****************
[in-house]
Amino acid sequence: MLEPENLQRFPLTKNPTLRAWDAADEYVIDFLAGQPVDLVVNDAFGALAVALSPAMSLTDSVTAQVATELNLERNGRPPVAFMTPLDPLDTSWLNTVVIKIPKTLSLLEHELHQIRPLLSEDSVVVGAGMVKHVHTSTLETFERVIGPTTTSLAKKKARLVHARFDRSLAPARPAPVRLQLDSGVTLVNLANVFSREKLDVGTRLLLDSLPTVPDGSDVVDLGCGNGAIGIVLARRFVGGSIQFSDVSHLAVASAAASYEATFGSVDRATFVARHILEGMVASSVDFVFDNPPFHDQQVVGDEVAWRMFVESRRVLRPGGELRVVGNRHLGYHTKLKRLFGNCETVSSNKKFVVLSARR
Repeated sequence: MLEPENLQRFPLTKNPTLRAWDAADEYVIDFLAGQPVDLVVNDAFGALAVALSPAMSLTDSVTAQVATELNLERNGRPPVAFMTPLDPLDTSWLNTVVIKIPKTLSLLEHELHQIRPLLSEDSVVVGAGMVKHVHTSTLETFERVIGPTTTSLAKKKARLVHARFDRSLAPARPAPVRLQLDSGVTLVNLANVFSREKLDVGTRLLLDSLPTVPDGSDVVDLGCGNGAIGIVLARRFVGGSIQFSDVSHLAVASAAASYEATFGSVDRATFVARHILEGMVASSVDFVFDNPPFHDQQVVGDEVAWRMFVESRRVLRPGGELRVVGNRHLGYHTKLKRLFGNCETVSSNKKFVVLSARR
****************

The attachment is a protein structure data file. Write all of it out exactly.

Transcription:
[in-house]
Amino acid sequence: MLEPENLQRFPLTKNPTLRAWDAADEYVIDFLAGQPVDLVVNDAFGALAVALSPAMSLTDSVTAQVATELNLERNGRPPVAFMTPLDPLDTSWLNTVVIKIPKTLSLLEHELHQIRPLLSEDSVVVGAGMVKHVHTSTLETFERVIGPTTTSLAKKKARLVHARFDRSLAPARPAPVRLQLDSGVTLVNLANVFSREKLDVGTRLLLDSLPTVPDGSDVVDLGCGNGAIGIVLARRFVGGSIQFSDVSHLAVASAAASYEATFGSVDRATFVARHILEGMVASSVDFVFDNPPFHDQQVVGDEVAWRMFVESRRVLRPGGELRVVGNRHLGYHTKLKRLFGNCETVSSNKKFVVLSARR
Repeated sequence: MLEPENLQRFPLTKNPTLRAWDAADEYVIDFLAGQPVDLVVNDAFGALAVALSPAMSLTDSVTAQVATELNLERNGRPPVAFMTPLDPLDTSWLNTVVIKIPKTLSLLEHELHQIRPLLSEDSVVVGAGMVKHVHTSTLETFERVIGPTTTSLAKKKARLVHARFDRSLAPARPAPVRLQLDSGVTLVNLANVFSREKLDVGTRLLLDSLPTVPDGSDVVDLGCGNGAIGIVLARRFVGGSIQFSDVSHLAVASAAASYEATFGSVDRATFVARHILEGMVASSVDFVFDNPPFHDQQVVGDEVAWRMFVESRRVLRPGGELRVVGNRHLGYHTKLKRLFGNCETVSSNKKFVVLSARR